Photo by Eduard Labár / Unsplash

What Is Distracting Your Customers On Your Website


This video from Google Analytics blog is a funny reminder of how many websites (including mobile site) could potentially be distracting your customers to get to what they want from your website.

I like how at the end it ends at a 404 error page.  Although I haven’t experienced reaching 404 error page during my visits to a site recently, I have bumped into many cases where I’m asking myself why I have to repeat the same actions much time to accomplish one thing.

While I’m writing this, a good example I can think of is Home Page.  When you imagine your house as a website, you would probably understand that you could be getting many kinds of people with different intent (i.e. mailman, neighbor, guests, friends).

Even when you host a kid’s birthday party you may get a UPS person dropping off a package.  From that standpoint, do you really to have a splash page with one banner that says “LOOK AT THIS THING !!”?

Probably not.  If you have guests coming in, you want then them to feel welcomed.  If it is a UPS guy, you want to answer the door before he leaves and without having to deal with a barking dog.

So going back to brand’s website, when you do a research or think about your customers, think through about the audience that you could be getting.

In a personalized world, you want the page catered specific to your intent for that person for that particular moment.  However, the technology is not quite there yet (I might be wrong).  In that case, you want to think about a nice balance of content and size of what you’re pushing from your Home Page.  Ask yourself, is this content relevant to my audience at this moment.

In analytics tools, you’ll have many data that allows you to analyze if you’re doing a good job or not.  The important measure to look at is bounce rate.  I’ve learned so much from analyzing bounce rate and obsessing in trying to understand why customers bounce.

VOC will be your power tool to help you understand the ‘WHY’ factor as well.  I’ve used Qualaroo, iPerceptions, HotJar to push quick survey to understand what customers are thinking.  That was really powerful, to understand how your site visitors feel about your site, content, or experience.

Another good measure to look for is next page path data.  Some people love to use CTR (click through rate), but a lot of time that just tells you how the creative or call to action on the initial page engaged.  Simply using next page path data gives you a good sense of a hint to what customers are demanding.

For example, from the Home Page, if people are visiting Support Page next, then you know you have an audience from a page who are interested to find the solution to a problem with your product or service.

Another common web analytics set up to understand customer persona and how well you’re doing to lead them to an outcome is using the Funnel report.  This is pretty self-explanatory…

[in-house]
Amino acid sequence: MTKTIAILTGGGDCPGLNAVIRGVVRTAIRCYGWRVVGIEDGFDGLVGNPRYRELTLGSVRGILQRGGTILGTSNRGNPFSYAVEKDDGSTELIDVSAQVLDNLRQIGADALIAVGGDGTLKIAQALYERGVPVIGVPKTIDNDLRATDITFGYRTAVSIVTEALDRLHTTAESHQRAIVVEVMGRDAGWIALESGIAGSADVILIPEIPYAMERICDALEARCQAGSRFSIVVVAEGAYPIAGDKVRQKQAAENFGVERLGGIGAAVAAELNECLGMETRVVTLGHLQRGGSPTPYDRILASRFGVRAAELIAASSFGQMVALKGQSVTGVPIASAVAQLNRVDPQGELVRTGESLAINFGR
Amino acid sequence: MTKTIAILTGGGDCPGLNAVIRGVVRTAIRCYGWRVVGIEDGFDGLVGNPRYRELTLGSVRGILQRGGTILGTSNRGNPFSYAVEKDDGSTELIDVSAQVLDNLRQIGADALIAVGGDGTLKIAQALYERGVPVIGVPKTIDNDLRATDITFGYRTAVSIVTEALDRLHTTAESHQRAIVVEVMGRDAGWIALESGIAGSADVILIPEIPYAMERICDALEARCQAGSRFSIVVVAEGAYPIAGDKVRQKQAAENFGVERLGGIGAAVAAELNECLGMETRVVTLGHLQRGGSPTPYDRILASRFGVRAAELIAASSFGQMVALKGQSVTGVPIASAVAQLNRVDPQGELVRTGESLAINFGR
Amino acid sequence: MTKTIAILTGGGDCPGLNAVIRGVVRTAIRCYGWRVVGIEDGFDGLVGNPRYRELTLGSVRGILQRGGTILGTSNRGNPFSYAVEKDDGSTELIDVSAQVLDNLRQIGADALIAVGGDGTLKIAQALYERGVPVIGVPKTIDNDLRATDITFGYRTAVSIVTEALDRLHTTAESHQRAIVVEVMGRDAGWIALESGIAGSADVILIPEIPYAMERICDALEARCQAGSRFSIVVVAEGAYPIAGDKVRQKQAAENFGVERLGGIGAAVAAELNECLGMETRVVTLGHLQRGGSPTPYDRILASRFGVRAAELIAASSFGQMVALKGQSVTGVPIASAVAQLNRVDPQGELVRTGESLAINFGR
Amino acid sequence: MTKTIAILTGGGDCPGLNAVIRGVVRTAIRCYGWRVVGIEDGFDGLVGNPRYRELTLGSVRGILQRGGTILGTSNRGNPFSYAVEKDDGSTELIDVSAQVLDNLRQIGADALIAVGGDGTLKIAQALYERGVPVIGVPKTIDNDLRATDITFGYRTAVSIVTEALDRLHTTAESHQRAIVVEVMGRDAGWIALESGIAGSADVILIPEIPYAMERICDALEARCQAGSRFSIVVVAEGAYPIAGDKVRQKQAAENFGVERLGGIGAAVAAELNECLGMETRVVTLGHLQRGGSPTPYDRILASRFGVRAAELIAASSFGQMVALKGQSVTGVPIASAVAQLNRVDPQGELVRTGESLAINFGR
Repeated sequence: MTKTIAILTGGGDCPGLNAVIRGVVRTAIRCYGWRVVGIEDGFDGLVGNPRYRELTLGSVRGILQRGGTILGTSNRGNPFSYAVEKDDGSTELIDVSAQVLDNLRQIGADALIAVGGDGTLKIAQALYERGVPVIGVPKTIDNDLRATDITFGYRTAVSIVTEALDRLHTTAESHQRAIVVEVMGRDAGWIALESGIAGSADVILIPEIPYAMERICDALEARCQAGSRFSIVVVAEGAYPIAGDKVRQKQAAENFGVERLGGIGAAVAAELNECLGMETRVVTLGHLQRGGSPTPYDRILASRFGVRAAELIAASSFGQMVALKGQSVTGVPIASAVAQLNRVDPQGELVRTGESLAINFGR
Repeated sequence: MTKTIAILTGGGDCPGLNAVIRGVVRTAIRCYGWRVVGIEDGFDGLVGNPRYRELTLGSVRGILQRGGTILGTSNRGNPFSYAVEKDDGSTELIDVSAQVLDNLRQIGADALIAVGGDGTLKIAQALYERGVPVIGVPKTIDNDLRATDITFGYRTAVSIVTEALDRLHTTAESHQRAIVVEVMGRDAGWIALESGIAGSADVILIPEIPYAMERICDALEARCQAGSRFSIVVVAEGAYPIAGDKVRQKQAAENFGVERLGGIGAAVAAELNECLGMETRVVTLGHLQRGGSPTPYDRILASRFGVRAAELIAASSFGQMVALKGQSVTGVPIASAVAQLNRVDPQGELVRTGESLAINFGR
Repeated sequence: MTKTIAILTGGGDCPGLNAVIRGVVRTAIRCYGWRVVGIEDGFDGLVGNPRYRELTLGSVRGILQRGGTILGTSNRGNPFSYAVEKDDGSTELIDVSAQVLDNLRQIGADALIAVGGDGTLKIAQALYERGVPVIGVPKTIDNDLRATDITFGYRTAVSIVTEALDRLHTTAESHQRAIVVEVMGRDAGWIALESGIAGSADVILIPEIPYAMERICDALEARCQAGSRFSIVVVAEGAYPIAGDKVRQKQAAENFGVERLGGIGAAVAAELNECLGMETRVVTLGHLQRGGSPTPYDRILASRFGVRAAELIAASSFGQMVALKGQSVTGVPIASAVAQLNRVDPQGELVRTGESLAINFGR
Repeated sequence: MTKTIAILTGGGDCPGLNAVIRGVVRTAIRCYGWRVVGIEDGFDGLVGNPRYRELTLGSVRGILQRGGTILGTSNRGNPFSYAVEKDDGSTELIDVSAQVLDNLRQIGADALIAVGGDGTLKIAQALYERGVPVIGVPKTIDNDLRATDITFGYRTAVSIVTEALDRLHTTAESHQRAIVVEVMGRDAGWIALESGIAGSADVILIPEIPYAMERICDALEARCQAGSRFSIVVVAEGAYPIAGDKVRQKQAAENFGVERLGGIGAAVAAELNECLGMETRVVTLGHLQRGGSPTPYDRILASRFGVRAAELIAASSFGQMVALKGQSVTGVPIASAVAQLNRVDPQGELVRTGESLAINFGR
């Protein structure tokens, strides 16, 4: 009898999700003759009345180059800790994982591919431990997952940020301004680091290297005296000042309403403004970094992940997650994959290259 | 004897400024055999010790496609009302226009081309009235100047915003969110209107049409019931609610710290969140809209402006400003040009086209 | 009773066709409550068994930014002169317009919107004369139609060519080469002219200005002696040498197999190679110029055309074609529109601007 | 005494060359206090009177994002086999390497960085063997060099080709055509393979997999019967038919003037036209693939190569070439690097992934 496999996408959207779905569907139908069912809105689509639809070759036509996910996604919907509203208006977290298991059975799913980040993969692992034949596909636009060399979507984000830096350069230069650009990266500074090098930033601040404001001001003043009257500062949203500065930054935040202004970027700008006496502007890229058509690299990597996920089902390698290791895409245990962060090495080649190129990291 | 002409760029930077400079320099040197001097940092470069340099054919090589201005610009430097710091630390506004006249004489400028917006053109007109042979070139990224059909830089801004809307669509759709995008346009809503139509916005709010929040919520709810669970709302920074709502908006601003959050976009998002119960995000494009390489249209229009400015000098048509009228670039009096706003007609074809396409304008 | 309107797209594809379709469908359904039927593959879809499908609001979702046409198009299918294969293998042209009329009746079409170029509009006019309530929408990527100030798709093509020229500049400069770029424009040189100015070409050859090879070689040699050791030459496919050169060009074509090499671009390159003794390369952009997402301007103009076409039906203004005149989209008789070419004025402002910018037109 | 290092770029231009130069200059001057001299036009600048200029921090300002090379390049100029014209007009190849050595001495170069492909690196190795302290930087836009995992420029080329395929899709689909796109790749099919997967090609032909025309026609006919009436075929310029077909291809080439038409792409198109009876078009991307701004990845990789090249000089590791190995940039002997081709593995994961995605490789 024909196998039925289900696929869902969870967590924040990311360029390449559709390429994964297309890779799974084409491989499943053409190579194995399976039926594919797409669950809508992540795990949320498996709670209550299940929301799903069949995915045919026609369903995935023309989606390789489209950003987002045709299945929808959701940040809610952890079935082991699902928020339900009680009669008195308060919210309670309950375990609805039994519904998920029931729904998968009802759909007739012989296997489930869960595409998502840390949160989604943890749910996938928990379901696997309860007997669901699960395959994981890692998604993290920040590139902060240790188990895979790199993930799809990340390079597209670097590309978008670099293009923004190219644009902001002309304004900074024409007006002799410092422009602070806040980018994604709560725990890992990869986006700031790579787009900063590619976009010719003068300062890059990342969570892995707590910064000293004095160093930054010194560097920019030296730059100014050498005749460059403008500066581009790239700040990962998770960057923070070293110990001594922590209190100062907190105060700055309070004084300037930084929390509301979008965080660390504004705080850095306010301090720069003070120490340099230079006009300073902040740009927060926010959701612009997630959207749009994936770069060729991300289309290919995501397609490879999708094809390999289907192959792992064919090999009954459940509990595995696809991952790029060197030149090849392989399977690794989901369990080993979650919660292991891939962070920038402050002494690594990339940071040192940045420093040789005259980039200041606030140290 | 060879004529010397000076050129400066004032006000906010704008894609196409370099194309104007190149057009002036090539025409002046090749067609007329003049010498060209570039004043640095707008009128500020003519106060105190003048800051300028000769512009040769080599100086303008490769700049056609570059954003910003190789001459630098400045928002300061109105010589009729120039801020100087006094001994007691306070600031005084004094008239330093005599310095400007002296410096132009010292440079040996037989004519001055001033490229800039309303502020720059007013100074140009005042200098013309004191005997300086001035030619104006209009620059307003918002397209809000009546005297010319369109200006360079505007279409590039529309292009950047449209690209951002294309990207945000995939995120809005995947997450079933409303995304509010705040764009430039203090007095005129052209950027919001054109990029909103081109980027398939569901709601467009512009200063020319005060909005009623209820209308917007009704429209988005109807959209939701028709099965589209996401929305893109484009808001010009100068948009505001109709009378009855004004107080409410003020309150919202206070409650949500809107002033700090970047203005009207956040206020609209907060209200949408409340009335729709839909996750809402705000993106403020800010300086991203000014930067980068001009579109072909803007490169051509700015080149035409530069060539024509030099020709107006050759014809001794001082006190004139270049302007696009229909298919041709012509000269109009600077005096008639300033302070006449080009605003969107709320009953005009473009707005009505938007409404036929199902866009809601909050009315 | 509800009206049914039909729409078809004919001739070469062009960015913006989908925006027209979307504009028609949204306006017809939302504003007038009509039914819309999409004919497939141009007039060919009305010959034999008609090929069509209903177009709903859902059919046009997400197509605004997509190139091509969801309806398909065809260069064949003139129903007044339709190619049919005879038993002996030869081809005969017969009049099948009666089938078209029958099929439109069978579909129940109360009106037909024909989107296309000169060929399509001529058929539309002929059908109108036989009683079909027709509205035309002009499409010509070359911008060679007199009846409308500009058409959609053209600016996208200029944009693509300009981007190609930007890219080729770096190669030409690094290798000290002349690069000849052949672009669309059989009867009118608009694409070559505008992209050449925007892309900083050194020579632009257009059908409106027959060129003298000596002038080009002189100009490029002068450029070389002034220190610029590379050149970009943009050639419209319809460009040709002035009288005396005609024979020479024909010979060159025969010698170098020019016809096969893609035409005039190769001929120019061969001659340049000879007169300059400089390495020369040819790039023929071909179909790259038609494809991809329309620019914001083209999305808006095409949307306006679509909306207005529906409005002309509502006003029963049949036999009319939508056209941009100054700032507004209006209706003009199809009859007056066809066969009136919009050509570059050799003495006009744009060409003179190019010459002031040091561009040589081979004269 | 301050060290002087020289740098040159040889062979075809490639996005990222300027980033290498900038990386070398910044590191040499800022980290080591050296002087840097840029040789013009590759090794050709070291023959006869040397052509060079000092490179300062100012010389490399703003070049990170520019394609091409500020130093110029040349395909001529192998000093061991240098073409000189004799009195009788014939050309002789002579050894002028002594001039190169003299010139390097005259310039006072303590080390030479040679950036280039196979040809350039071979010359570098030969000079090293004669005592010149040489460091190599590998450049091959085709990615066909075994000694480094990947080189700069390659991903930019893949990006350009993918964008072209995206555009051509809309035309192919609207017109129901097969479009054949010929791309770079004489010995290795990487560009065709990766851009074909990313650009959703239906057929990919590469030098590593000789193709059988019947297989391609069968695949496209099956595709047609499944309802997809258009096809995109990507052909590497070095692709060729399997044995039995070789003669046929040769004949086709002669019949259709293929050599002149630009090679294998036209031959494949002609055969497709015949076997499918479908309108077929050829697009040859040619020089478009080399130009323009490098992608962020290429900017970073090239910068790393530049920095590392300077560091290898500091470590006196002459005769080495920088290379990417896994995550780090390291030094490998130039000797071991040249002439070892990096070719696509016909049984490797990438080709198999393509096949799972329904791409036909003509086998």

An advanced way to understand the pie and how well you’re doing against that is using ‘segmentation’.  Many analytics tools stitch visitor’s data and allow you to collectively look at that to understand who have converted.

So segmenting on a data set that saw Home Page and visited various page types like cart, product page, or support section would be insightful.

That’ll give you a distribution of audience who touched Home Page and landed on the key pages or sections subsequently.  Then you create another segmented data around people who touched Home Page and converted into various things like sales, find a retail, software download, etc.

Once you rank your distribution and compare the data side by side you’ll see some difference where your page is falling short in driving or leading customer to an outcome.

Here is an example.  Note that it is not a conversion rate type of mathematics.  The goal is to understand your audience and it’s outcome based on initial touch point.

When you break down the desirable outcome per Home Page visits, you’ll see that the site is doing well with Support audience, but not with Research audience.

Then you can now dig into what is failing and where you have opportunities to improve.

Audience Segment 12162012

Some may ask, “shouldn’t you just look at conversion rate?”.  Another simple example to explain this is using Amusement Park as an example.

Let’s say the park gets 100 people to the entrance, and 90 people buy the ticket to enter.  That’s 90% conversion rate.  That is NOT what this data is showing.

Say as a park owner, once a visitor enters the park, you want them to spend at least $50.  The goal would be $50 x 100 people = $5,000.

Let’s say at the end of the day you made $3,000.  That is about $30 spend per person who entered the park.

So, say you’re able to magically segment the people or data by people who spent over $50 and another segment for less than $50.  Then say, data the split came out to… 50-50 (half of the people w/ over $50 in spend).  You got half of the customers where your park failed to meet the goal.

Was it the service quality?

Was it the position of pretzel stands?

Was the park clean?

Was the food bad?

Now, let’s go analyze your site now, and see what is really distracting your customer experience!

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Kris Twitter

As a data journalist, I enjoy curating and analyzing marketing trends, and data. The things that fascinate me the most are the transforming business landscape due to evolving marketing technologies.